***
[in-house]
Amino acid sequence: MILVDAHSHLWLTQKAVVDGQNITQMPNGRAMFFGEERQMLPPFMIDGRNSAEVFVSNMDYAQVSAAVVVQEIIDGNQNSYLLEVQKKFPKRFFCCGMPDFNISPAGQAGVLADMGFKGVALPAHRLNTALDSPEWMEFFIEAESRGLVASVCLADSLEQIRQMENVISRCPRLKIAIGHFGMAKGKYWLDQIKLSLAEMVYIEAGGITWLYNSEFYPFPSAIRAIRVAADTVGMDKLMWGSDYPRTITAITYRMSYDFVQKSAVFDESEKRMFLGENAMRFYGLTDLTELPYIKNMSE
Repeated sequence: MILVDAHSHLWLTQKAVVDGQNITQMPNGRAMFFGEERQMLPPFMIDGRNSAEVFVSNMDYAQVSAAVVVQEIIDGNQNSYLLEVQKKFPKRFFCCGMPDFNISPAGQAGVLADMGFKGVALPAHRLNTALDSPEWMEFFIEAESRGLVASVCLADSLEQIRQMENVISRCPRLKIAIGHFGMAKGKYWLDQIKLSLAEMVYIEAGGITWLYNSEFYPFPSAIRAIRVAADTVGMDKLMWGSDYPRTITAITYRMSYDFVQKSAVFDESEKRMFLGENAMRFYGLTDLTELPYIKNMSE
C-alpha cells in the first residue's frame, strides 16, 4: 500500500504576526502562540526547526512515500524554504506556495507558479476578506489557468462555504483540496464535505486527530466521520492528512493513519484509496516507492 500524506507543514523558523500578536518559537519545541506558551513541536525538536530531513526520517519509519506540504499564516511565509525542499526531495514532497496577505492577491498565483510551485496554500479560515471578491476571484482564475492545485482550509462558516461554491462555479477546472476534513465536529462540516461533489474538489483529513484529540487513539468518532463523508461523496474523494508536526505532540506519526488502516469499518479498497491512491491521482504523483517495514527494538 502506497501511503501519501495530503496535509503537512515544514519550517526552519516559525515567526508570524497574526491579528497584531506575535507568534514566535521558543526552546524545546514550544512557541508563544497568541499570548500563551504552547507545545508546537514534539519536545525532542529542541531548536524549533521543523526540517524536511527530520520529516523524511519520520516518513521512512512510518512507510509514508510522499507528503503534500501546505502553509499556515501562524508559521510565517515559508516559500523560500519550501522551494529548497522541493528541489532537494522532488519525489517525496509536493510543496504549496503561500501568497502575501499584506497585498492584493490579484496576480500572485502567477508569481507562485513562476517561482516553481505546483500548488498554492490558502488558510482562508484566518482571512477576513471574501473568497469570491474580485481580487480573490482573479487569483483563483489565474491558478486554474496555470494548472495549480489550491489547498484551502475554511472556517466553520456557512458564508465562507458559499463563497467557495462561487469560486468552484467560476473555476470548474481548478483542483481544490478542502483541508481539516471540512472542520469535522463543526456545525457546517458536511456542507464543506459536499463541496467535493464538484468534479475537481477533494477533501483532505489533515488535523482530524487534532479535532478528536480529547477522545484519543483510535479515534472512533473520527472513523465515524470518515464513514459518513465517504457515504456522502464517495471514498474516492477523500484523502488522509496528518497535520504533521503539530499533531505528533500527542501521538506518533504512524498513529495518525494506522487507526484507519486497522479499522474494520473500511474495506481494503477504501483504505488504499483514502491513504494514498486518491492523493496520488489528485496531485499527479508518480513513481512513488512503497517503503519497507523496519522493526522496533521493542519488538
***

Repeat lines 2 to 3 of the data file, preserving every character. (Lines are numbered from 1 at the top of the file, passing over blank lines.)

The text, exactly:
Amino acid sequence: MILVDAHSHLWLTQKAVVDGQNITQMPNGRAMFFGEERQMLPPFMIDGRNSAEVFVSNMDYAQVSAAVVVQEIIDGNQNSYLLEVQKKFPKRFFCCGMPDFNISPAGQAGVLADMGFKGVALPAHRLNTALDSPEWMEFFIEAESRGLVASVCLADSLEQIRQMENVISRCPRLKIAIGHFGMAKGKYWLDQIKLSLAEMVYIEAGGITWLYNSEFYPFPSAIRAIRVAADTVGMDKLMWGSDYPRTITAITYRMSYDFVQKSAVFDESEKRMFLGENAMRFYGLTDLTELPYIKNMSE
Repeated sequence: MILVDAHSHLWLTQKAVVDGQNITQMPNGRAMFFGEERQMLPPFMIDGRNSAEVFVSNMDYAQVSAAVVVQEIIDGNQNSYLLEVQKKFPKRFFCCGMPDFNISPAGQAGVLADMGFKGVALPAHRLNTALDSPEWMEFFIEAESRGLVASVCLADSLEQIRQMENVISRCPRLKIAIGHFGMAKGKYWLDQIKLSLAEMVYIEAGGITWLYNSEFYPFPSAIRAIRVAADTVGMDKLMWGSDYPRTITAITYRMSYDFVQKSAVFDESEKRMFLGENAMRFYGLTDLTELPYIKNMSE